Windows Server 2008 R2 Backup Storage Support and Media Management

Windows Server Backup allows administrators to back up to locally attached disks, network shares, and DVD writable media. Tape devices are not supported by Windows Server Backup, and to back up to DVD media, the system requires a local writable DVD drive. Using Ntbackup.exe in previous versions of Windows Server editions, media management was one of the biggest challenges administrators faced. Tape media needed to be prelabeled if any logical media management was required for backups. Also, if disk-based file backups were used, the file could end up filling up the server disk if the media was configured to append instead of overwrite when new backups were performed. The other option for backup media was to overwrite the media when a backup was run, but that also relabeled the media and any stickers on the tape would no longer match. Media management was possible, but just very tedious.

Windows Server Backup greatly improves media management by taking full control of the media, including labeling, efficiently storing data, cataloging the backup media, and managing the free disk space. Performing backups using remote server shares or local volumes as backup destinations has the risk of filling up the destination volume. When local disks are dedicated for Windows Server Backup and the utilized disk space is nearing capacity, the backup system will overwrite the oldest backup data on the disk to keep the disk from filling and to keep the backup job from failing.

External Disks
Windows Server Backup supports backup data to be stored on locally attached disks and writable DVD media located in local writable DVD drives. Locally attached disks include internal disk drives, hot-swappable disk drives, and drives externally connected via USB 2.0 or IEEE 1394 interfaces. Also, SAN-attached disks can be used as backup destinations. Storing backups on SAN storage enables faster rotation or replication of backup disks volumes to other SAN storage without impacting Windows system performance.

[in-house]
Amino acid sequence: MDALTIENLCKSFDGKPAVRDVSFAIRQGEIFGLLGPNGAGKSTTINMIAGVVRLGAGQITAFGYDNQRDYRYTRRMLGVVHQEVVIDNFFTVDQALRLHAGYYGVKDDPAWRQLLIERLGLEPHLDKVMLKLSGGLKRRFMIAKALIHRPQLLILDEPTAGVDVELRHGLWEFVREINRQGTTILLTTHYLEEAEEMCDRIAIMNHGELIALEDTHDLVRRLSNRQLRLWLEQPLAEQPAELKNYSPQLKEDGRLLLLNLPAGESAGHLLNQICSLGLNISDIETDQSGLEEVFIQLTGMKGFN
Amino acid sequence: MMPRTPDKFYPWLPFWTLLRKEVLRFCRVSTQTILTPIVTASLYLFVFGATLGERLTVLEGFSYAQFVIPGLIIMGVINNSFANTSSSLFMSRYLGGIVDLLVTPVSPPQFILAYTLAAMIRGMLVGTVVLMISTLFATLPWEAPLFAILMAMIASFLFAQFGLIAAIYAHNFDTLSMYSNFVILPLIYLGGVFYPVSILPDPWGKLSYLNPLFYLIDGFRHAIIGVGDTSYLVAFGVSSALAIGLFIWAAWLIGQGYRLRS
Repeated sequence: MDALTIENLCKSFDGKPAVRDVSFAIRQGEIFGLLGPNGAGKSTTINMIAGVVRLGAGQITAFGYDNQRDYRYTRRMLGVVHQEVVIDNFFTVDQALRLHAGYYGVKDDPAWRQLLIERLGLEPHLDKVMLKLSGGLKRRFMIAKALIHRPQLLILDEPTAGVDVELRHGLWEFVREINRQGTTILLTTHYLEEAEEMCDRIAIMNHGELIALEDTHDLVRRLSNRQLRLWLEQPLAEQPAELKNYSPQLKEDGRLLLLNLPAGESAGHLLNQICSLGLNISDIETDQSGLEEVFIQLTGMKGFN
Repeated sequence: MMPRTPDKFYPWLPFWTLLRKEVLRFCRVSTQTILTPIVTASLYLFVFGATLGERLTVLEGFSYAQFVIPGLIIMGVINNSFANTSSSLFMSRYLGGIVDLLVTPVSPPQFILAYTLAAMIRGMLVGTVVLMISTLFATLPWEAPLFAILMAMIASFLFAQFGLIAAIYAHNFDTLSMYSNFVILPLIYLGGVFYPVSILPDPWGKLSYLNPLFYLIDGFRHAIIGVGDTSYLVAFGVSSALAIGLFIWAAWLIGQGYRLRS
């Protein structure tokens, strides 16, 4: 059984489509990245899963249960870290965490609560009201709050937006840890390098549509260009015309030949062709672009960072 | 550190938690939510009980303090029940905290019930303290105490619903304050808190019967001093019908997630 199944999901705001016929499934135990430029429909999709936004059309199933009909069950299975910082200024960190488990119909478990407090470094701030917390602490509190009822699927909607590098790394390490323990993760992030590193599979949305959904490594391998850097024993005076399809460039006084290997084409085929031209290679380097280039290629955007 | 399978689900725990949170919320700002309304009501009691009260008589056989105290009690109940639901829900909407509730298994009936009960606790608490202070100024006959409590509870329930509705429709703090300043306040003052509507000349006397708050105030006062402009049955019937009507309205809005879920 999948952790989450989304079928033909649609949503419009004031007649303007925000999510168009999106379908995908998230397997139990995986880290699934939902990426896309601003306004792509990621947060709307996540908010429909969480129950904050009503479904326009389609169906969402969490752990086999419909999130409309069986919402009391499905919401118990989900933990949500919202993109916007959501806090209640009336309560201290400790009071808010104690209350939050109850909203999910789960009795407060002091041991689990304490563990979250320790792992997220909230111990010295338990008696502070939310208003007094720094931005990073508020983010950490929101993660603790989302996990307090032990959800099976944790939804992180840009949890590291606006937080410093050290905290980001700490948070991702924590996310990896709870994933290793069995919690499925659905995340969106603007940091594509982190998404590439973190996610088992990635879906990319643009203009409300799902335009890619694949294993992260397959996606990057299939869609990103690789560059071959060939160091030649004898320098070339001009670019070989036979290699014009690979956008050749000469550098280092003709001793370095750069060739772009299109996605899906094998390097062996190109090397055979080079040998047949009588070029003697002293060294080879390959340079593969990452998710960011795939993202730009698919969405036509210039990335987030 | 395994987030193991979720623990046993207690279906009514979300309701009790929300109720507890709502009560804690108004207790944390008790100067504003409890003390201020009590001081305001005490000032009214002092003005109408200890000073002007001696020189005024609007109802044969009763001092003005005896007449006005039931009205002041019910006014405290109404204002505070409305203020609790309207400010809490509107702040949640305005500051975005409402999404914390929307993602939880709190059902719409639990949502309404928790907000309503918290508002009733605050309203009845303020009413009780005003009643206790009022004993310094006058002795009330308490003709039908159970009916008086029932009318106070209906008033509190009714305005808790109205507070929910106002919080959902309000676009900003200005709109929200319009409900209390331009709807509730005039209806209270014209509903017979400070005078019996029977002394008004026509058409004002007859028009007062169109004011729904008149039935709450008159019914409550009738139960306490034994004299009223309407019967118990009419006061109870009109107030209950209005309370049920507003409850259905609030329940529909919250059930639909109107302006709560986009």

CD/DVD Writer Drives
Windows Server 2008 R2 contains many features that can take advantage of DVD writer drives. These include the Windows Server Backup feature to capture backups to DVD and Windows Deployment Services, which can be used to create boot, capture, and discover images on DVD media. With regard to Windows Server Backup, a manual backup can be created to contain a volume or entire system backup, and might span multiple DVDs. This can be a valuable option as data from remote servers can be synchronized across the network using Distributed File System Replication, but creating a full system backup across a WAN link usually is not an option. Branch office administrators can be tasked with creating full system DVD backups monthly, quarterly, or more frequently to provide full system recovery options, and the media can easily be copied, archived, and shipped to offsite storage locations or to a central office.

Remote Shared Folder and Folder on Local Volume
Shares on remote servers or folders on local volumes can be designated as backup targets for manual and scheduled backup jobs. Designating a remote shared folder allows an administrator to create a backup not stored on media physically mounted in the system, and also allows for the backup of multiple servers to be stored on a central server. Choosing to back up using a folder on a local volume removes the restriction of having to dedicate an entire volume for backup usage. There are two very important catches to be aware of when using remote shared folders and folders on local volumes:

. When using a remote shared folder, only one copy of the backup can be stored within the folder, and each backup will perform a full overwrite backup.

. When a folder on a local volume is selected as a backup destination, the performance of that volume will be severely impacted during backup, which could cause poor system performance if any user data is stored and accessed on the same volume.

Tape Devices
Tape devices are not supported in Windows Server Backup. Administrators who want to back up data to tape will require Microsoft System Center Data Protection Manager or third-party backup applications, or they will be forced to create manual backups to disk and then copy the data to tape drives.

Source of Information : Sams - Windows Server 2008 R2 Unleashed

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